Set aside arguments for or against the safety of genetically modified, or GM, foods. Consider their impact on property rights. I recently saw a report on how a farmer that collected his own seeds ran into trouble when a herbicide-resistant strain of canola started growing on his property. He couldn’t get rid of it with normal herbicides and sued Monsanto for the damages caused to his crops.
Monsanto counter-sued the farmer for growing its canola without a license. Monsanto won both of its cases. While the farmer is appealing the case, he’s outclassed in terms of what he can do legally. Other farmers that maintain their own seed banks have been sued by Monsanto when some of Monsanto’s species started to grow on their property. The farmers never intentionally planted the crops, but courts have nevertheless held them liable for violating Monsanto’s property rights.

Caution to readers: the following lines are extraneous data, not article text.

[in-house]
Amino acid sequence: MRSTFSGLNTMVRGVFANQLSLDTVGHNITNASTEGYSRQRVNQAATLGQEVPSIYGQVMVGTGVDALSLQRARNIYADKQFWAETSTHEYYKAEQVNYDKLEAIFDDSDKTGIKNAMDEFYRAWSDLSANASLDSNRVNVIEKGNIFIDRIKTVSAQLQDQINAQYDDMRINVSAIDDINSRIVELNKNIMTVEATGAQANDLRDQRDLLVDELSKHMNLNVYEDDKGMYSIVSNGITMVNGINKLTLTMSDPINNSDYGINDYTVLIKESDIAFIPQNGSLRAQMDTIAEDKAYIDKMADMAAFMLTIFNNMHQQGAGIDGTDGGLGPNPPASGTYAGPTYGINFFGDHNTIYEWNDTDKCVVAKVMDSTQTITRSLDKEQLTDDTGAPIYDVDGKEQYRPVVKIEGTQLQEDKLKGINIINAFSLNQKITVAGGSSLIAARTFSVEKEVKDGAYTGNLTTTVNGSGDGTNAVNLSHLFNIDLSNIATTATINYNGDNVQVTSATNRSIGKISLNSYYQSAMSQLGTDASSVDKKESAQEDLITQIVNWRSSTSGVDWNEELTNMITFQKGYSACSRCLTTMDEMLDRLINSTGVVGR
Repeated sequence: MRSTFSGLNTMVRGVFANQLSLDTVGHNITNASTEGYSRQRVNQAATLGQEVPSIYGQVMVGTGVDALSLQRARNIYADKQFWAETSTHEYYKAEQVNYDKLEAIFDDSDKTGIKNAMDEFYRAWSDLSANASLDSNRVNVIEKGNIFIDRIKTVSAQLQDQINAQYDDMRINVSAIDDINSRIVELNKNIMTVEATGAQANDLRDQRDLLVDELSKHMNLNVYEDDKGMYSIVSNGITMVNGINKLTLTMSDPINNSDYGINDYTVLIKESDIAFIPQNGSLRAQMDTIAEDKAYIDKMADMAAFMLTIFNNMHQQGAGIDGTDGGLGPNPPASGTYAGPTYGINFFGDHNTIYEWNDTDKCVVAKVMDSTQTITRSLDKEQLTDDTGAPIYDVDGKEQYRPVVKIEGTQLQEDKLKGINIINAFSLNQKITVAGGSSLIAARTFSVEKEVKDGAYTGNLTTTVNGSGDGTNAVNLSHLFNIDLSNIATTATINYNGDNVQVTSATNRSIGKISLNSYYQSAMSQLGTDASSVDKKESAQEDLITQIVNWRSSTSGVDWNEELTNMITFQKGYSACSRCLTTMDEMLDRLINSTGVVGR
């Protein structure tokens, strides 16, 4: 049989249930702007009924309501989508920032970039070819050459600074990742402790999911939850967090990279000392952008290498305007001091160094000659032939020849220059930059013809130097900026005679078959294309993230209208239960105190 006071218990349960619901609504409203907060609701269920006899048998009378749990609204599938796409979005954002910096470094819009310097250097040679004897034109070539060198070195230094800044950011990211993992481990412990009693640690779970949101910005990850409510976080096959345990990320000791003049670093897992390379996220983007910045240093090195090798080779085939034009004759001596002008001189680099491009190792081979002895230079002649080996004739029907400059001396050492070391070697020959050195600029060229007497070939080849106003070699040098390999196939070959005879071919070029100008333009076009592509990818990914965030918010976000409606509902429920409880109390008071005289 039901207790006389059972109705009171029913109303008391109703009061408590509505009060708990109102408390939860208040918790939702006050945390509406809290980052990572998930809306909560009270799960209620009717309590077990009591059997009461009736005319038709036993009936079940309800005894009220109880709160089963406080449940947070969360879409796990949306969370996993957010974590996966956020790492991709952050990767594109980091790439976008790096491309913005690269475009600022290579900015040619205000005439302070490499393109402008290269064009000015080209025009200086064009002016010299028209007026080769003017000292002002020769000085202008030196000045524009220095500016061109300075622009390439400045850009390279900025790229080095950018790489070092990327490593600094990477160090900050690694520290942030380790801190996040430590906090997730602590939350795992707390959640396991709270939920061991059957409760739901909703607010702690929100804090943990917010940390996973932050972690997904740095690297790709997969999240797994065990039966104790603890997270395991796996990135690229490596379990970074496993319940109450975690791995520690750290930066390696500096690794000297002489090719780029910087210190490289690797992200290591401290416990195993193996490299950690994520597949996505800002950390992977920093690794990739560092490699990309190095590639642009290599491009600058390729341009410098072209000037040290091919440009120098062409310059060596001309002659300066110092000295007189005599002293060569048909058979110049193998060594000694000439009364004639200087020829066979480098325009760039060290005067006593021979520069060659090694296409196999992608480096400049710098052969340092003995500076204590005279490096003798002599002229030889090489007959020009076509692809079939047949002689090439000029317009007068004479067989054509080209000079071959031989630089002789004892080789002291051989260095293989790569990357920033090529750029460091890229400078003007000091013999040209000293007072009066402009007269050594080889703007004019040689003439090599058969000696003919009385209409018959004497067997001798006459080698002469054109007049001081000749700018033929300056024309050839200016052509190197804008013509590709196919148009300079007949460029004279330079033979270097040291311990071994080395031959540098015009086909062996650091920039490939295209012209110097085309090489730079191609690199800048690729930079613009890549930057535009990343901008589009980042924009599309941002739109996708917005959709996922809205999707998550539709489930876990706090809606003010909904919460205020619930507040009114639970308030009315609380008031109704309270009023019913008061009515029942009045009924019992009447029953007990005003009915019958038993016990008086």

This is a travesty. Leave the benefit or harm of GM crops aside: no amount of benefit could justify the way Monsanto is essentially polluting the countryside and then using that pollution to take down farmers not using its products. Simple laws that should keep plundering such as this from happening have been easily perverted by Monsanto’s legal teams. Yes, Monsanto’s got to make a profit to stay in business, but for it to destroy rights in the name of profits is inexcusable.